Transit roundup: Marion Barry's long shadow since 'Dream City'
How has Washington, D.C. changed since the days of Marion Barry's reign as mayor in 1994? Last night the Post's Mike DeBonis moderated a panel discussion with the two men who wrote Dream City: Race, Power, and the Decline of Washington, D.C., a definitive chronicle on Barry's past rocky years in power (a new copy will cost you about $80 on Amazon, but apparently an e-book is on the way). Authors Tom Sherwood and Harry Jaffe both have strong personalities that they weren't remotely afraid to express when chatting in a crowded basement room at the Watha T. Daniel/Shaw Neighborhood Library last night. Neither author thought the D.C. of today was the same as the one they wrote extensively about in their book. Barry remains politically active today but hardly occupies the spotlight he once did in the '90s, despite the long shadow those years cast over our city today.
"I bicycled over here in bike lanes," remarked Jaffe, who spoke about how transit had changed throughout the District in the last decade as neighborhoods transformed and developed.
The night's conversation quickly turned to politics new and old, as Jaffe and Sherwood talked ANC commissioners to councilmembers, mayors to D.C.'s Congressional delegate Eleanor Holmes Norton. How to build D.C. pride? How to root out corruption in our politicians? To spur on engagement among the city's transient population? They delved into the cultural issues surrounding race and class that still affect D.C. — acknowledging, appropriately enough, that they discussed these topics on stage as three white men — as well as emphasized just how transformative Adrian Fenty's years as mayor truly were. Sherwood was also quick to point to Fenty's impersonality that triggered his defeat against current Mayor Vince Gray this year. As the two white-haired men fielded questions, a recurring theme emerged that echoed the passion of our current mayor: the District lacks representation and is subject to the control of the U.S. Congress. Sherwood brought up an accurate and biting phrase he'd repeated many times before: "The nation's capital is the most un-American place in America."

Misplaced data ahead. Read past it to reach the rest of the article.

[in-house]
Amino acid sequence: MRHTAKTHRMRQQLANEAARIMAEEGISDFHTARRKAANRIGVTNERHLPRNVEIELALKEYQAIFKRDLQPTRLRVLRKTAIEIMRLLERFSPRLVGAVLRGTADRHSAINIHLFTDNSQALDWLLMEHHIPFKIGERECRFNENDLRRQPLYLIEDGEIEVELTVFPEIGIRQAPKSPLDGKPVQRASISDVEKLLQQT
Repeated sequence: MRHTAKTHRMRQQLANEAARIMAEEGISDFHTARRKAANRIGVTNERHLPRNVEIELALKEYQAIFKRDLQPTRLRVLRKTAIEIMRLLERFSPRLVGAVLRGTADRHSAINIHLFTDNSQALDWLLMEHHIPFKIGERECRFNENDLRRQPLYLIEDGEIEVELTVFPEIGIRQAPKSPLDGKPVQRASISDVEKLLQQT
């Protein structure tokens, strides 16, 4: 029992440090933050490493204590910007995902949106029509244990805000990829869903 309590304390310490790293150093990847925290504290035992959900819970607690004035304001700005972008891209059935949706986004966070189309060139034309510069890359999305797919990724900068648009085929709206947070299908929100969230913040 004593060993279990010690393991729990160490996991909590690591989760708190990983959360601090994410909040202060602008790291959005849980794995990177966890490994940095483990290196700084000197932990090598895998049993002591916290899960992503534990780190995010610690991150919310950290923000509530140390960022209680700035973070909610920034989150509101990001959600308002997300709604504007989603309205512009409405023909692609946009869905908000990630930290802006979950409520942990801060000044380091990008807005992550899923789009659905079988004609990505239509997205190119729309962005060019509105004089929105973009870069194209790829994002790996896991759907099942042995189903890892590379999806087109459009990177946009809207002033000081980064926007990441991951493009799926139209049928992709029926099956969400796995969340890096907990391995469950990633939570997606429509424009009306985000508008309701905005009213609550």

Elsewhere in the realms of transportation, urbanism, and real estate...
More Capital Bikeshare: DCist observes that Arlington County approved plans to expand the program by 30 stations and 190 bikes. Expect them next summer.
Choo choo for the Rail~Volution Express: A national transportation conference comes to D.C. from Sunday through Wednesday. By all accounts, it's marvelous ... if you can afford the price tag. Three local sessions on Wednesday, however, are completely free.
The troubling case of @DCFireEMS: A wonderful resource of a Twitter account became entangled in D.C.politics — and our government's resistance to offering up information freely, despite positive feedback all around. Read Atlantic Cities' (and former TBDer) Sommer Mathis for a breakdown of what all this means: "The D.C. government is now sending a clear message: it doesn't think the public has a right to know what's happening."
Doubts about the District Department of the Environment: Over at the City Paper, Lydia DePillis reports on whether the half-decade-old DDOE can force big companies like Pepco to comply with clean-up laws ... and why environmentalists are scrutinizing the idea as much as anyone. District residents are frankly, DePillis notes, "not sure they trust the District to watchdog a corporation that has donated over $36,000 to D.C. electoral campaigns over the last ten years, not to mention a constant lobbying presence — after the city had documented numerous releases of toxic polychlorinated biphenyls into the environment during the ’80s and ’90s." Valid concerns.
The Northern Virginia Transportation Commission will get that $40 million the state was withholding, after all: "There should be absolutely zero holdup," a NVTC spokesperson tells the Post regarding the state's pressure to get the transit group to sign an agreement "that would give state officials more influence."
"A significant amount of highway funding is no longer provided by highway users." Streetsblog D.C. shares news of a rather worthwhile new GAO report worth remembering when we talk transit in D.C. and elsewhere around the country.
Why we can't have nice things: Councilmember Tommy Wells is leading the charge against luxury vehicles in government, WAMU reports.
The case for good community rec centers: Greater Greater Washington says we should forget that whole grass-cutting contract that was in the news and realize that the D.C. Department of Parks and Rec is "severely underfunded."
How Georgia Avenue moved away from those outdoor heroin markets and danger of its "not-so-distant past": The Post takes on the subject of how Georgia Avenue neighborhood is revitalizing itself, with special focus on the new Georgia Ave/Pleasant Plains Heritage Trail, the Georgia Avenue Community Development Task Force, and the city's "unofficial mayor" Sylvia Robinson, who helped lead the charge to save Lower Georgia's Great Streets funding not too long ago. As a Petworth resident, I was happy to read about the different steps and activism happening here. In related news: Has the development at Walter Reed kickstarted the Georgia Avenue streetcar proposal?
Read more daily transportation news at TBD On Foot.
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